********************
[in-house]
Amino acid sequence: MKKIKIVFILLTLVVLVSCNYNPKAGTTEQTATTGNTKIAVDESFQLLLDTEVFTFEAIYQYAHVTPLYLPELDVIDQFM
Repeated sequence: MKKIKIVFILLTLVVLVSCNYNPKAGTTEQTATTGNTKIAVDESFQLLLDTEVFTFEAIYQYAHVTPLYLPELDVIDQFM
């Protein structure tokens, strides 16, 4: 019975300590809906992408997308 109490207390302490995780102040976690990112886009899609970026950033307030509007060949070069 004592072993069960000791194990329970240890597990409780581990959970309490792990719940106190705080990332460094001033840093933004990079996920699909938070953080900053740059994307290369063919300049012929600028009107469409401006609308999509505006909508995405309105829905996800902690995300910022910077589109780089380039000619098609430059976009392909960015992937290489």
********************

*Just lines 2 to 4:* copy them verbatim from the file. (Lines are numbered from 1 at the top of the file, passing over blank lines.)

Amino acid sequence: MKKIKIVFILLTLVVLVSCNYNPKAGTTEQTATTGNTKIAVDESFQLLLDTEVFTFEAIYQYAHVTPLYLPELDVIDQFM
Repeated sequence: MKKIKIVFILLTLVVLVSCNYNPKAGTTEQTATTGNTKIAVDESFQLLLDTEVFTFEAIYQYAHVTPLYLPELDVIDQFM
């Protein structure tokens, strides 16, 4: 019975300590809906992408997308 109490207390302490995780102040976690990112886009899609970026950033307030509007060949070069 004592072993069960000791194990329970240890597990409780581990959970309490792990719940106190705080990332460094001033840093933004990079996920699909938070953080900053740059994307290369063919300049012929600028009107469409401006609308999509505006909508995405309105829905996800902690995300910022910077589109780089380039000619098609430059976009392909960015992937290489």